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Majority of kidney disease patients at Korle Bu below 40 years – Specialist

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Perhaps one of the most vital organs of the human body, the unmatched role of the kidney is to filter blood circulating in the body. But what happens when the bean-shaped organs begin to fail in performing its functions?

Swelling of feet from retention of fluids, frail body, decline energy, reduced amount of urine and several others begin to characterize a once healthy human being.

The role of the kidney and its conservation seems to have been taken for granted by several people, particularly in Ghana. This is evident in the consistent increase in kidney-related infections in health facilities across the country.

In Korle Bu Teaching Hospital alone in 2018, an alarming total of 547 cases of chronic kidney disease was recorded, most of such patients according to Dr. Mensah Amoah, a Physician Specialist and Nephrology Fellow at the hospital were between the ages of 20 to 40 years.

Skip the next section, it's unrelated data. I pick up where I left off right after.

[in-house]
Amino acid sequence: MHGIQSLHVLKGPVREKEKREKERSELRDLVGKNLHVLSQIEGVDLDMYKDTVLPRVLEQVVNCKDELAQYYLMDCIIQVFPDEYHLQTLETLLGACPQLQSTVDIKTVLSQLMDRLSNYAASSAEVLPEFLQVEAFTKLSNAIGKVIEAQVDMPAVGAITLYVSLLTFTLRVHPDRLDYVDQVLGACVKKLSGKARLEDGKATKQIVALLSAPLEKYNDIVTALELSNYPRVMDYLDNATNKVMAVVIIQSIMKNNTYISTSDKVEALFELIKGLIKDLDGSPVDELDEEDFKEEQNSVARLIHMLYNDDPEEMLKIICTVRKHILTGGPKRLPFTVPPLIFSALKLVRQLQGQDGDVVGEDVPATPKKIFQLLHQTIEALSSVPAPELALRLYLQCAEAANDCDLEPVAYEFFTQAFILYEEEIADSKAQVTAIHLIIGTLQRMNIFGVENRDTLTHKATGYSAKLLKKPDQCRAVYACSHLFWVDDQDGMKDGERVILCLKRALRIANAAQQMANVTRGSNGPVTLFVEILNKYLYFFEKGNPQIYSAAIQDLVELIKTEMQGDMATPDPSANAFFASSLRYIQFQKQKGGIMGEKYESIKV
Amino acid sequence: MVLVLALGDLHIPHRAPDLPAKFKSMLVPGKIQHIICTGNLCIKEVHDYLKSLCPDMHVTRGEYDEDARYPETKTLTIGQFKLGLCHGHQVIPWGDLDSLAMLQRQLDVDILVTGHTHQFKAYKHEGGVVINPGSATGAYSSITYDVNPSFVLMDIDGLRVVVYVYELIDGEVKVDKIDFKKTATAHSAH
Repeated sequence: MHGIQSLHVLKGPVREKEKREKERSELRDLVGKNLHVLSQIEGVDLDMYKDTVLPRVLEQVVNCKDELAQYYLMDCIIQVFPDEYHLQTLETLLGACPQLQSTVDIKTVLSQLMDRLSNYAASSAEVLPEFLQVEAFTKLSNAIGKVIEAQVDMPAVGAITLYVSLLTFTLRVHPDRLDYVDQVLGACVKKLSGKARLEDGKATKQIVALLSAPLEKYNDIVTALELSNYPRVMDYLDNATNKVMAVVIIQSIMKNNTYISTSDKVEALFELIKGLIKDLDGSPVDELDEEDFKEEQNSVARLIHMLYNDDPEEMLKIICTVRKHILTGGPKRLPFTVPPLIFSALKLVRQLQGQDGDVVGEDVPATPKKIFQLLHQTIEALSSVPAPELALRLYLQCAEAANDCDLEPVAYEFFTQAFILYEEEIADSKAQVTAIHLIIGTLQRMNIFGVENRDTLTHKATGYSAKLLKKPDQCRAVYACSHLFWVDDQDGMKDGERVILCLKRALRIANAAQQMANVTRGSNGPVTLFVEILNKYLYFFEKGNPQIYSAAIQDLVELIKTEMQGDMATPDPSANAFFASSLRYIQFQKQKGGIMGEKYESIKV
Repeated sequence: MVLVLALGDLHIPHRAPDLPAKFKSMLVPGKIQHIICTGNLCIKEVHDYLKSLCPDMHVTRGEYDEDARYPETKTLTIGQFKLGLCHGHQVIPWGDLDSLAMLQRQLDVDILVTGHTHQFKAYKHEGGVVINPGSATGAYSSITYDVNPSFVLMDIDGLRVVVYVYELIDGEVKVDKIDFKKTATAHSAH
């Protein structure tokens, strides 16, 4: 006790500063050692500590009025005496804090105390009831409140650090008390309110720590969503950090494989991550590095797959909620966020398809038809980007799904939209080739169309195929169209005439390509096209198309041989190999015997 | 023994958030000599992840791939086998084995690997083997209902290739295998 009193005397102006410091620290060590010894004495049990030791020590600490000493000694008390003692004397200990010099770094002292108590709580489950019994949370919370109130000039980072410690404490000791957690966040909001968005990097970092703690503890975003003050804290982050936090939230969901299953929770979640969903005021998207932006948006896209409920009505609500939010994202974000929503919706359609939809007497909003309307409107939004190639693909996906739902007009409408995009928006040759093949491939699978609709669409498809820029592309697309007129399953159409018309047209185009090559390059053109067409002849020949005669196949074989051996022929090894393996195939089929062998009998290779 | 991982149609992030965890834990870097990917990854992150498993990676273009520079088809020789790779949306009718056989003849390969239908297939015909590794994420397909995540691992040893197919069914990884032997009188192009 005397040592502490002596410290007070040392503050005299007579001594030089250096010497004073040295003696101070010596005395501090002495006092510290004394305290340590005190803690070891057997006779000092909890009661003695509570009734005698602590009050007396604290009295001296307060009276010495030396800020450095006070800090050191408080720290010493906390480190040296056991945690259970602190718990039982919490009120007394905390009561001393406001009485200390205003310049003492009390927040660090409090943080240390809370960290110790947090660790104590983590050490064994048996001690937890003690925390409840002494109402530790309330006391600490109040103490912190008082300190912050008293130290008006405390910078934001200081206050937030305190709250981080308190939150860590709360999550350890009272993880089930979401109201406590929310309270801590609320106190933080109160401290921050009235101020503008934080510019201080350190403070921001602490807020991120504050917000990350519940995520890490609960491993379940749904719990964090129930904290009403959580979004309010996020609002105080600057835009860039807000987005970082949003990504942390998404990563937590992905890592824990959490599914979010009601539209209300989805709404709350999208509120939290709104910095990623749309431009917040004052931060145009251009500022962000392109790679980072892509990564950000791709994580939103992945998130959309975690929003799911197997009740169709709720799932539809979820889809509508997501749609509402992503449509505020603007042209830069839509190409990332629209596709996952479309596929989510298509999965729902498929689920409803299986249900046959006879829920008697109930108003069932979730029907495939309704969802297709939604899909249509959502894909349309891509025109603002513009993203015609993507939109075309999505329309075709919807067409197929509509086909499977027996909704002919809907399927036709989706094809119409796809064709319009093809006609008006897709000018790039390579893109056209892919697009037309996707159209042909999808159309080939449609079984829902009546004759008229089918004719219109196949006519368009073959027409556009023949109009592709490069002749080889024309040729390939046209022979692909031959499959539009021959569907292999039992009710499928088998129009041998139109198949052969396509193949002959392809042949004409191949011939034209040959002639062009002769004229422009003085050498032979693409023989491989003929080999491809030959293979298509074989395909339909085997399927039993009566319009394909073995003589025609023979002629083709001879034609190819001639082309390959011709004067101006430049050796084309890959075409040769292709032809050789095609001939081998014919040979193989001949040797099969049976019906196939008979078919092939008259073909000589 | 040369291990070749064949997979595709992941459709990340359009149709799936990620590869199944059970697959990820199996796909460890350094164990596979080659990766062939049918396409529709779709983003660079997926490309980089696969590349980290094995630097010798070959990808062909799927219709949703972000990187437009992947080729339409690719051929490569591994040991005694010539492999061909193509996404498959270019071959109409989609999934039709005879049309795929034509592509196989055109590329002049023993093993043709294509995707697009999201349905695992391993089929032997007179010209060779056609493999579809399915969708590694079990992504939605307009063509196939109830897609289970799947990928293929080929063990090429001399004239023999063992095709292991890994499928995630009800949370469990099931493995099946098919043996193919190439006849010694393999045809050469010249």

It must be noted, however, that kidney failure or chronic kidney failure topped the list of ten killer diseases that contributed to high death rates at the Korle Bu Teaching Hospital.

In an exclusive interview with GhanaWeb, Dr. Mensah Amoah lamented the rate at which the disease is spreading among the youth. He said though several steps have been taken to ensure adequate treatment and care, it does not guarantee a cure.

“Generally, the number of kidney diseases that are being diagnosed over the past few years has been increasing in number…In Ghana and other African countries, we’re seeing more kidney diseases in the younger population between the ages of about 20 and 40 years. So the majority of our patients here are below 40 years which is very worrying,” Dr. Mensah Amoah told GhanaWeb.

He said health professionals in the country are currently battling to unravel causes of the sudden surge in such cases involving the younger population.

“Most of them have been associated with hypertension and followed by diabetes. But we also have a large number of people that we do not fully understand why they have kidney diseases. Most of them have a short history of hypertension, maybe one or two years…”

Dr. Amoah has advised persons to adopt healthy lifestyles in order to avert the dire consequences of the kidney-related disease.

 


Source: www.ghanaweb.com

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